Widgets Magazine

Taylor’s late heroics, Vanegas’ arm keep Stanford’s season alive

Wayne Taylor raised his right arm triumphantly as he rounded first base on his 360-foot jog around the baseball diamond. His teammates in the first-base dugout roared their approval, energized and given new life by the junior catcher’s pinch-hit, three-run home run to left-center field that gave the Cardinal their first lead against Indiana. What looked to be another futile effort at the start had turned upside down, giving the momentum squarely to Stanford.

That blast was the catalyst that sparked No. 3 Stanford’s (33-24) dramatic, come-from-behind 10-7 win over No. 1 Indiana (44-14), a win that not only stunned the hometown crowd on hand at Bart Kaufman Field in Bloomington, Indiana, but also kept the Cardinal’s season alive and set up a rematch with the Hoosiers tomorrow afternoon with a Super Regional berth on the line.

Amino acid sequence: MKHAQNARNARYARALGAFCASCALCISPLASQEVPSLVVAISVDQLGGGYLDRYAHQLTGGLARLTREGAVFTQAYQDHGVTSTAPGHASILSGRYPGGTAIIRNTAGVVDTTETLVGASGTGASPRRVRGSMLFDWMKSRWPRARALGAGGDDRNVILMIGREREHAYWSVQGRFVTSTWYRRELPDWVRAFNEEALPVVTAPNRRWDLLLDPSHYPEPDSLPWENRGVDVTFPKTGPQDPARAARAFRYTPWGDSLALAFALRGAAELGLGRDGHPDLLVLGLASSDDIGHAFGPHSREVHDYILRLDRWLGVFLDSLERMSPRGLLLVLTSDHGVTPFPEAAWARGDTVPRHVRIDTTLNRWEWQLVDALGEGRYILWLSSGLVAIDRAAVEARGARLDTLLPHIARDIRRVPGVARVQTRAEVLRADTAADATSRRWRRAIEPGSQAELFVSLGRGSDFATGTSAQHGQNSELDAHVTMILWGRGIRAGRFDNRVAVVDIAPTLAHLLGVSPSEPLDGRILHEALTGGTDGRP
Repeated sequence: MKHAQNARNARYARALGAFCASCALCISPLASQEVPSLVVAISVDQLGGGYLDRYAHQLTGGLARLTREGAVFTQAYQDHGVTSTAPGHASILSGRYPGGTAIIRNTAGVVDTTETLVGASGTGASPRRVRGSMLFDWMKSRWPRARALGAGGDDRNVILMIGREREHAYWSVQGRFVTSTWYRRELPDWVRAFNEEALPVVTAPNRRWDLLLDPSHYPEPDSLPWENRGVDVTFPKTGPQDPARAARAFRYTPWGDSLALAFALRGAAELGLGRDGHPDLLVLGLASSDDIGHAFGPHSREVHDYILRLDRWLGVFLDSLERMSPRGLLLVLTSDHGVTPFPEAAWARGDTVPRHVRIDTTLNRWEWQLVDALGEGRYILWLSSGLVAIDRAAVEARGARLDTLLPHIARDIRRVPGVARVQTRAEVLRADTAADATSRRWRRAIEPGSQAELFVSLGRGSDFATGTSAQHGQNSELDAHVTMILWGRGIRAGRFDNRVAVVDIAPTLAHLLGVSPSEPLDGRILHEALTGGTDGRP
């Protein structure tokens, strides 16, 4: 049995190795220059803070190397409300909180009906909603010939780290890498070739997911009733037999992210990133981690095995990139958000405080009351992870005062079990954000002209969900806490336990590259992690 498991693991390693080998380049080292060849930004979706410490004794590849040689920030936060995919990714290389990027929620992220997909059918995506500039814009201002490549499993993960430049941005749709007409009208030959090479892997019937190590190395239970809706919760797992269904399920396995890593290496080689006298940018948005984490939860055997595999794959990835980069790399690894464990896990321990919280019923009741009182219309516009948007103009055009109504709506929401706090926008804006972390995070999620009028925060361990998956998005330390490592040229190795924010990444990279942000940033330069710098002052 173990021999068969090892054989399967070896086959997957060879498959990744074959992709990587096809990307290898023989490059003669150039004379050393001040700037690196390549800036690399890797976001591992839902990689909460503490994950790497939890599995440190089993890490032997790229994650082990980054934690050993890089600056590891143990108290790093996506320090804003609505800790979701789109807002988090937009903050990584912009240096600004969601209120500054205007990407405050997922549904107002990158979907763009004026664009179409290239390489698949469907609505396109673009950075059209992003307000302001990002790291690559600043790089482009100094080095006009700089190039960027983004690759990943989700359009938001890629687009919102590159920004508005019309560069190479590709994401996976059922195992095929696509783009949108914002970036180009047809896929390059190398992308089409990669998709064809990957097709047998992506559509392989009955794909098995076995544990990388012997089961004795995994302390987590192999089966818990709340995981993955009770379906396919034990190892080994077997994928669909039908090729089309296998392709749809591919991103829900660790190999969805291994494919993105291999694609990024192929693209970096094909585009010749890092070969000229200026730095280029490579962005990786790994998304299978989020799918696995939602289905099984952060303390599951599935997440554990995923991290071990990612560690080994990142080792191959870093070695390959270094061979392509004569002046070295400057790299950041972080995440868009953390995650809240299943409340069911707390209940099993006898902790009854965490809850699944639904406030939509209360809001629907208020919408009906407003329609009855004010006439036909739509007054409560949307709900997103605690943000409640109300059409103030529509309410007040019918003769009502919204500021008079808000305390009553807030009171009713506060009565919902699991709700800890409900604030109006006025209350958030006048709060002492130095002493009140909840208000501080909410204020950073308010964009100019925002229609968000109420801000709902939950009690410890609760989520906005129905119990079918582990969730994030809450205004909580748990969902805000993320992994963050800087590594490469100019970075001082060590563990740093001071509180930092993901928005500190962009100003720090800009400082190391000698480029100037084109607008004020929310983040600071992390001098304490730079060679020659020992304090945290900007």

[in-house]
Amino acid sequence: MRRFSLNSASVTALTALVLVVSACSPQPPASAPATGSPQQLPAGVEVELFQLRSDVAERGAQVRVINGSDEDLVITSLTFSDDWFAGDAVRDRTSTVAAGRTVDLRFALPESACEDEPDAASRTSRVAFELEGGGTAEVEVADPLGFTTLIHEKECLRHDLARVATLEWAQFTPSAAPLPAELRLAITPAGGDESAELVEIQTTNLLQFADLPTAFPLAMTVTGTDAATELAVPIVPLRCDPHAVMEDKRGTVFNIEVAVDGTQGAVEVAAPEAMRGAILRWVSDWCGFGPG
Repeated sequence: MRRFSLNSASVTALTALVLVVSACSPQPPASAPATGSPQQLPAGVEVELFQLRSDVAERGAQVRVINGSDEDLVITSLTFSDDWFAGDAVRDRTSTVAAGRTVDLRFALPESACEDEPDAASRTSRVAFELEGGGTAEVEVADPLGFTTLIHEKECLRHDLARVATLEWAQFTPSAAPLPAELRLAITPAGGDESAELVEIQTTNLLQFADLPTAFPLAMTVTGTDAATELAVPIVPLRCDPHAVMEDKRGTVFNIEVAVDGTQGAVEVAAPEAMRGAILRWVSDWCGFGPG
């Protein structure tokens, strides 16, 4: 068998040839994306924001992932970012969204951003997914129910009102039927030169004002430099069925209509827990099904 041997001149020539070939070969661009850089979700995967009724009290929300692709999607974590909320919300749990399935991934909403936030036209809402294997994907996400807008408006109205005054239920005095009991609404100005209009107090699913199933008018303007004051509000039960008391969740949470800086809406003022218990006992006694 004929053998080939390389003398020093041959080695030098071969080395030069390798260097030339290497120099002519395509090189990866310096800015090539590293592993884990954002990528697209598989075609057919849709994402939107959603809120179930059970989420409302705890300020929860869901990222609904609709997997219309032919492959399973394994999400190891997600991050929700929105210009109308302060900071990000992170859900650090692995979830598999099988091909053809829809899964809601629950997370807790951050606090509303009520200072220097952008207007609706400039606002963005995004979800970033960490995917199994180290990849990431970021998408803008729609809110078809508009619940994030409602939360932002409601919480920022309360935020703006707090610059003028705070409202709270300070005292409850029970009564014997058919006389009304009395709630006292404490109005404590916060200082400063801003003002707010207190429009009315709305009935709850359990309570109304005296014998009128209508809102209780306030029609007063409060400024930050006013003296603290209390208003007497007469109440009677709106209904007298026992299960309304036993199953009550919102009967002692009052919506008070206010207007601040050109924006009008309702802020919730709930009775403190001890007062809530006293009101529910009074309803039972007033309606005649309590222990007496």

“I think the pitch was a slider,” Taylor said. “I saw a slider on the pitch before and he threw it again and I hit it. You know, I think it was a turning point for us.

“I appreciate the shot again tonight,” he added. “I actually saw that guy last night in a pinch-hit situation, and so I think Coach [Mark Marquess] just thought it was a good matchup and I think it turned out to be one.”

(BEN MIKESELL/The Indiana Daily Student)

Junior catcher Wayne Taylor (above) sparked Stanford’s comeback with a pinch-hit, three-run home run in the eighth that helped keep the Cardinal’s season alive. (BEN MIKESELL/The Indiana Daily Student)